Embrace open data for development
This week we have a guest blog from Bernard Sabiti, Governance Analyst at Development Research and Training (DRT).
If one wanted information from a certain ministry in Uganda, the process would involve paying a physical visit to the ministry offices and asking a head of department for certain information. He or she would tell you to write to the Permanent Secretary (PS) who is the accounting officer and also the ‘custodian of all information’ in the ministry.
You will then go and write a letter addressed to the PS, which will arrive in the “registry”, an office which exists at almost all government ministries and agencies and whose role is to handle correspondence. (If the ministry is housed in a multi storey building, as is the case for most of them, the registry is at the ground floor in most cases).
The letter will spend perhaps a month or two (waiting for other mail perhaps) before it can begin its maiden voyage upstairs to the PS’ office, which is perhaps at the 10th floor.
That journey may take another month, as support and clerical staff figure out which relevant office it would otherwise have been addressed to. If the person seeking information is lucky, the letter will finally reach the attention of someone in the PS’ office, where a response will then be prepared. This may take another month!
Getting information from civil society organisations is not any easier either. If it is an international NGO, they will tell you that you need to ask for the information from the headquarters of the organisation, which will then authorise this country office to release the information to you. Similarly, if you walked into an NGO office upcountry and you request for certain information, say a report, you will be referred to that NGO’s Kampala office. All this wastes time and money.
Yet this entire problem could be avoided if all the stakeholders involved embraced open data, a new phenomenon that is increasingly becoming the new normal in development. Open data, or open development, as some are calling it, in a more comprehensive sense, is where organisations are using Information technologies to provide and share information using simple computer applications.
Actually, there is no specific definition for Open Development, other than the fact that the idea represents a new vision about development, how it comes about and the role that different stakeholders can play. It is about people having the information and resources that they need to hold duty-bearers to account and to make well-informed decisions to improve their lives.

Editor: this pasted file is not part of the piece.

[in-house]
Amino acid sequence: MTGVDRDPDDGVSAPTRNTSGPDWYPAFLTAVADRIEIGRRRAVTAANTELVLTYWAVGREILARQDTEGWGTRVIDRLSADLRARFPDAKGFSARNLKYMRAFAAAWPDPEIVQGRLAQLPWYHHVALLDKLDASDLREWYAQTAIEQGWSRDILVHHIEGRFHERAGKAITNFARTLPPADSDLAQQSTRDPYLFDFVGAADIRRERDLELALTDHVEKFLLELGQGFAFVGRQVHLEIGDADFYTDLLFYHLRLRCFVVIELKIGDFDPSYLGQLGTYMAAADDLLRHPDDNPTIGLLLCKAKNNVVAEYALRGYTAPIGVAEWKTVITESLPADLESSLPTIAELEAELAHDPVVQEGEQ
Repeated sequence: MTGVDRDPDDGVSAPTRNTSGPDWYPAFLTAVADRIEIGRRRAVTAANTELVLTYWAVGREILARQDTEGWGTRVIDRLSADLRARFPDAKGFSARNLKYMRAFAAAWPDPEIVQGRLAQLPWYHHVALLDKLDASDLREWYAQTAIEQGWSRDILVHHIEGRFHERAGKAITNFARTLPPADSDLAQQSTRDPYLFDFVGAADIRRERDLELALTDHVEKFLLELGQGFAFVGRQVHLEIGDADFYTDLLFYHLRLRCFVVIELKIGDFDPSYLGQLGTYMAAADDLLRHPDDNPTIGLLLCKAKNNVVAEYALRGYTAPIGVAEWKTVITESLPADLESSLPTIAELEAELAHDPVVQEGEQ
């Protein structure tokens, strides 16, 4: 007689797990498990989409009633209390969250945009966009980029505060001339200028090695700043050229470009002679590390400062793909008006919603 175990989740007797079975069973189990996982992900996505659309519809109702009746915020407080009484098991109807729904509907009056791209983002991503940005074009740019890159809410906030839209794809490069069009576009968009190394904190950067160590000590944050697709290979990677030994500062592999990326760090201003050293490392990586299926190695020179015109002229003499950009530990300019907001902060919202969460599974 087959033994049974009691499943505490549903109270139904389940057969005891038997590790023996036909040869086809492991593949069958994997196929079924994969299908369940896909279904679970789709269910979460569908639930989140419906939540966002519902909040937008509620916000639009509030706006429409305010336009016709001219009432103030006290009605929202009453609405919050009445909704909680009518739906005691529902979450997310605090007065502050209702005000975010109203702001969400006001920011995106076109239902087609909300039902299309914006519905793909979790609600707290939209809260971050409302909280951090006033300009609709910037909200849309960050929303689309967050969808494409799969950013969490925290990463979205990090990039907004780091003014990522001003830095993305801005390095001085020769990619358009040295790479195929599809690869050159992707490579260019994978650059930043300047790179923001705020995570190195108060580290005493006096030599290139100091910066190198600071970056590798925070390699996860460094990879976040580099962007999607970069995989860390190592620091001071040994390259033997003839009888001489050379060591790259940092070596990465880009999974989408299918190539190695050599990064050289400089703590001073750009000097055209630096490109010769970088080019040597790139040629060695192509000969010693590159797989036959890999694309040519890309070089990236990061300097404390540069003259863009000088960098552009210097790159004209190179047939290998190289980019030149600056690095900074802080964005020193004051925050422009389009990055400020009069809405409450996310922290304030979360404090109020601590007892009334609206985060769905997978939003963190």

Open data enhances transparency and accountability about resources that are available to be invested in development, how those resources are invested and what results they achieve. But besides juts resource information, other data on several aspects of human development, like crime reports, weather, roads availability, traffic, examinations, health, etc can be shared as well
For example, Kenya Open Data initiative, a government led platform for providing information, dumps various troves of information on district/county poverty status, school performances, budgets, etc on a website and these data are just a click away!
Luckily, even in Uganda, the Open data idea is not entirely without precedence. UNICEF had a wonderful tool known as Devtrac, where information on health centres, water (like boreholes) and schools upcountry can be got an interactive website
Most government ministries and agencies also have websites, only that these are rarely updated and have only very little information. Ministries like finance which does better also upload heavy documents, which are not user friendly.
Fortunately, the Government realised the need for making the most use of ICTs by establishing the Ministry of ICT and the National IT authority, the ICTs regulatory body. They have already launched the e-governance master plan, which is a grand step in the right direction.
One of the new ministers, Frank Tumwebaze, whose docket is the Presidency, in an interview with the New Vision reportedly said one of his immediate plans is to “link the presidency to ordinary citizens”. Using ICTs by embracing Open Data would be a good way to start.
Bernard Sabiti is a Governance Analyst at Development Research and Training (DRT). The views expressed here are his own, and not those of DRT